Regardless… there might be 5,000 runners today who can run under 4 minutes in the mile… and maybe more… maybe 10,000 can do it now. But Google quotes, “,” a running website, when asked how many runners can break 4 minutes in the mile today… and their response was the following…

“According to a Track & Field News list, 487 Americans had run a sub-fourminute mile as of June 3, 2017, and 2016 was the year with the most new additions to the list (27), followed by 2015 (24), 2013 (23), and 2012 (also 23).” Jun 9, 2017

Whereby, again, I’ve placed sentimental value on this event because I find that this event is something of a catalyst, in terms of the evolving human body, as well as… because I believe that the mile is arguably the most competitive event in the entire Olympic Games!

But with 500 U.S. runners going under 4 minutes… how does the Olympic committee choose 12 runners? Particularly, when the top 500 runners are probably separated by 1-2 seconds!?!?!?! But also, beyond that… what if the World Record wasn’t 3’42 and what if the WR we’re to be 3’36? Then would more runners run under 3’40? Which is to say, is it mental? And mentally, if we weren’t taught to believe that 3’42 was the APEX of human achievement then could we run faster?

And that’s the real underlying beauty of this event… is it a mental barrier or a physical barrier at the highest level? And how much do genetics matter?

Yet, furthermore, I’d go as far as to say;

1) Michael Jordan could probably have come close to breaking the 1 mile World Record, in his prime.


2) The US government has probably had Navy Seals break the 1 mile World Record, multiple times.

We’re talking about Julius Cesar’s army marching 300 miles in 5 days, type of human achievement… we’re talking about the Egyptians taking credit for the modern human collar bone, we’re talking about evolution. And another great debate is, “were ancient Olympians actually BETTER than modern athletes?” But we may never know… yet, Wilt Chamberlin makes me think that quite possibly a few were. (And you would think that Rome’s ancient Olympic Games would have ancient records kept somewhere, water timers, or something… laying around somewhere. Although, the footwear also plays a large role in the times.)

Nevertheless, what is GREAT? Is what I’m getting at here… particularly when High School kids are basically 2 trainers away from Olympians… and every second counts.

And that’s where, “greatness,” itself, becomes difficult to surmise. Although, again, this is what the Olympics were designed to do… settle these debates… and in the modern era, we have the film, we have the footage.

But for example, the last Olympic’s were peculiar, beyond peculiar actually… pertaining to the runners approach to this very question. Whereby, looking back at the 2016 Olympic Games and the 1500m event, in particular (this event is 1500 meters now btw and for some reason it’s not a mile anymore) but it seems to me, that by the pace of this event… there was a strong likelihood that these runners were mad about the funding attributed to their sport and chose not to even attempt the WR! Whereby, I believe that this event was corrupted during the last Olympic Games and that these runners chose to voice their frustration(s) through the competition, whereby I also now believe that this was likely due to either frustration over the lack of funding attributed to their sport or the intense competitiveness of the field, which was trimmed down to 12 runners, from a pool of probably 200-300 deserving athletes and that those who did qualify chose to focus on lap 4… to explain to the other runners why they were NOT selected. (*As though sprint speed was the determining factor for the 12 runners who were chosen.)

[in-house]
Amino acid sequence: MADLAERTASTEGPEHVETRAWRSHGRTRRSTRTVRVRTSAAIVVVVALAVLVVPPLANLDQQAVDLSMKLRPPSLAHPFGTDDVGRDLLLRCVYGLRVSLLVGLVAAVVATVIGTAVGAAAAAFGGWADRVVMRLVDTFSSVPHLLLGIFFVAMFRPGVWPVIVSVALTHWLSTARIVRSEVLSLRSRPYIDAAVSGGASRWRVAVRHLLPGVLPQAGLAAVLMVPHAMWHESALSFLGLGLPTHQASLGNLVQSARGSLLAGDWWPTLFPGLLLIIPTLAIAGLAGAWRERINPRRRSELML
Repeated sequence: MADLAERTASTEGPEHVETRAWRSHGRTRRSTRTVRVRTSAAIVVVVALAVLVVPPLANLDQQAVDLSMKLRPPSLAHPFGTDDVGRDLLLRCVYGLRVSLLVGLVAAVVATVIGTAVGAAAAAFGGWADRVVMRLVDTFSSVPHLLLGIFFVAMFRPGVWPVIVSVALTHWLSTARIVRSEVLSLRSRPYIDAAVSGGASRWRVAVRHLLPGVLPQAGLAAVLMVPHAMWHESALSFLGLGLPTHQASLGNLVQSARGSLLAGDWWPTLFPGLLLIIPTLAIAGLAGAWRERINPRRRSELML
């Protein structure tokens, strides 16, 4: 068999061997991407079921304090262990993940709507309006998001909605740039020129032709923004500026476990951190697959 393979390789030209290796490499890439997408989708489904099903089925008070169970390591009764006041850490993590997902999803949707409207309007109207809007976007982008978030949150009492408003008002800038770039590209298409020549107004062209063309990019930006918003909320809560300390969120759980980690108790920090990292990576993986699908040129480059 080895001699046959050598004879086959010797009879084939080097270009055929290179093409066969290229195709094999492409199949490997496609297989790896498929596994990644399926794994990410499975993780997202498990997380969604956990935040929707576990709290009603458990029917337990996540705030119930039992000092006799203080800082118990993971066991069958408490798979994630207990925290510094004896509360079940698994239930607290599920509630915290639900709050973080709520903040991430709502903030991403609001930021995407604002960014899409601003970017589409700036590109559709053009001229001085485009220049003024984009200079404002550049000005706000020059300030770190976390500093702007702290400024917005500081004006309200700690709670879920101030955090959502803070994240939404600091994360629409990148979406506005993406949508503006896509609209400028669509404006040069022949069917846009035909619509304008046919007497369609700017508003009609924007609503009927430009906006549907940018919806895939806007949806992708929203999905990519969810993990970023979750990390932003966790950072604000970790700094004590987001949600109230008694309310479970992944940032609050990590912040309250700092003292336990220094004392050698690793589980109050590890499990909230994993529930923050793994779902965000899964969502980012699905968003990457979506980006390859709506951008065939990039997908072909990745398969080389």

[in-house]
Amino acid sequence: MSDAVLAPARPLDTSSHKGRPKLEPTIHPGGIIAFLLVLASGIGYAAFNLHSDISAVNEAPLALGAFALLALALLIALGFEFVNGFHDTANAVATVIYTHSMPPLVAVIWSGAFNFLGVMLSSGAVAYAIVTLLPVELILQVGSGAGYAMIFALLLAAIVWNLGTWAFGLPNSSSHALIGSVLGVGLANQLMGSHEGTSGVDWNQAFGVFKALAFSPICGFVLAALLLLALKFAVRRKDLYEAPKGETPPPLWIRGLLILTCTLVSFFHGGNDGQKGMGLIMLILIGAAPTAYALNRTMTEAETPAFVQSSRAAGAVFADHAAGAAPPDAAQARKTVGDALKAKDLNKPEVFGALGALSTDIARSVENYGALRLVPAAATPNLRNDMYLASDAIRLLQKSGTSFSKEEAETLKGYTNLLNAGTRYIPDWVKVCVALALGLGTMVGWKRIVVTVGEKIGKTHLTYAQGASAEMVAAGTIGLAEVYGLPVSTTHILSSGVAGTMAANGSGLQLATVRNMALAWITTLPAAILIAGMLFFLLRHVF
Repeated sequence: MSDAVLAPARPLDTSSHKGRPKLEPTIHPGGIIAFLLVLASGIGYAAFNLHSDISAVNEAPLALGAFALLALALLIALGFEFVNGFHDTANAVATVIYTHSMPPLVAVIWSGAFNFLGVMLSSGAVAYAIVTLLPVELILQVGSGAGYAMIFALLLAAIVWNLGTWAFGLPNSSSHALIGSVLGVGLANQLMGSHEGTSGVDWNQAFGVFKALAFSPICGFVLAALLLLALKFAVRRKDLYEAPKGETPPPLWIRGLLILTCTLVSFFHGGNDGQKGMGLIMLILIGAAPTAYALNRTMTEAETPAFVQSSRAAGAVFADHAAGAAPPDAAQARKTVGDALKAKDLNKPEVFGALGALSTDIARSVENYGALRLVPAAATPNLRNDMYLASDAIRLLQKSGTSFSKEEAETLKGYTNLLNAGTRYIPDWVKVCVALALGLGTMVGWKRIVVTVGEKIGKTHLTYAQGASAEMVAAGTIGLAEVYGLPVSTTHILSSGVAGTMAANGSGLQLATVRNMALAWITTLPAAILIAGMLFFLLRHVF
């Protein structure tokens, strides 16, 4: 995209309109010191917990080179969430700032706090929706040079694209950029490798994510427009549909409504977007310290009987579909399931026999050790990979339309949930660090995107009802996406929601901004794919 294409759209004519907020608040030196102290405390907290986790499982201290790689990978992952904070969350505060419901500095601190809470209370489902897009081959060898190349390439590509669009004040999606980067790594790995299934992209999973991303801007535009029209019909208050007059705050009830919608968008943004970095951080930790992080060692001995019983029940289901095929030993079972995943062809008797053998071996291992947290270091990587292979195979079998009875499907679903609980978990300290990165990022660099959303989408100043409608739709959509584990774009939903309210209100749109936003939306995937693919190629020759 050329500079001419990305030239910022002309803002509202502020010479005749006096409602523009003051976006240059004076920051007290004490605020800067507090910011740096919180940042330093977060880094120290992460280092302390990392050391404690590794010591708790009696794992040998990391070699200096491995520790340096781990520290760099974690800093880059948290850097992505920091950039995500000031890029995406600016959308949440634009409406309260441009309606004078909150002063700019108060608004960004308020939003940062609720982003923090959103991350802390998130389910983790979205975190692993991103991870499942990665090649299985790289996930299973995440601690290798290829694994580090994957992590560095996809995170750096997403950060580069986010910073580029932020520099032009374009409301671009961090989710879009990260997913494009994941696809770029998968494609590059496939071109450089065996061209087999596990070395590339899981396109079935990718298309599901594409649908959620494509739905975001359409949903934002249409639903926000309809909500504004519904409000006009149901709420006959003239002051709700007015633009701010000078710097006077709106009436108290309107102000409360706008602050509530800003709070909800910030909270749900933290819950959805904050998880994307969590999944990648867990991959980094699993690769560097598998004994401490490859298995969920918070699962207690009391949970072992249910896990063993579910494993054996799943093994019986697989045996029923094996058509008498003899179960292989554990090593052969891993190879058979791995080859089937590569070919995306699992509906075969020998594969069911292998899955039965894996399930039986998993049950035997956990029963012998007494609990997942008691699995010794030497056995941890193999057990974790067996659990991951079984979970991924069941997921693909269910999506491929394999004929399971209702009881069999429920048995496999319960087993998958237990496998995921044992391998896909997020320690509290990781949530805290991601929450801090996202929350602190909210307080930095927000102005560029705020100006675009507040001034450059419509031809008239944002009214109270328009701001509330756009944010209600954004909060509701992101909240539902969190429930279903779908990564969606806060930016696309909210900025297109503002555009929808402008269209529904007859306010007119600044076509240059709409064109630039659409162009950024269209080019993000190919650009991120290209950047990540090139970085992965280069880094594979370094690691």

Because who should get to be a professional Olympian, when everyone runs a 3’50?

BUT NEEDLESS TO SAY, I HATED HOW THESE RUNNERS RAN AT THE LAST OLYMPICS AND YET, I can’t relate to the intensity of their running. Where I know that the pain of the mile is intense, to say the least and even during my amateur 5’45 miles on the treadmill… I wither in pain afterwards, so maybe it’s not my place to judge. However, this is also something that I think this 2016 Olympic field… would be quick to point out.

Nevertheless, those familiar with the legendary Steve Prefontaine… would literally roll over in their graves, having just witnessed this heartless performance, at the 2016 Rio, Olympic Games. Steve Prefontaine… for those who don’t know… is perhaps America’s most famous distance runner, an Oregon runner, who was coached by Phil Knight the founder of Nike and a runner who notoriously ran, “balls to the wall,” from start to finish, every race.

Now, not to compare generations…. but today, as you can see here… a lot of runners coast through the first 3 laps and then treat the final, 4th lap, like a 400 meter sprinting event. And while this can create an entertaining finish, with an explosion over the final 400 meters, it can also feel somewhat amateur, particularly when the entire Olympic field runs 60 seconds per quarter mile and every runner in the field coasts through 75% of the race. However, this is NOT how the 1500m has always been run… historically speaking.


And in this way, running can be artistic, as well.

Because the first time that someone ran this way, in 2005 or whatever, I’m sure that it was entertaining. A runner coasts through 1200 meters at 60 seconds/400m pace, a relatively amateur pace… only to explode on the last lap, for a photo finish, coming all the way from behind, to pass the field with a 49 second 4th lap and something like a 3’49 finish.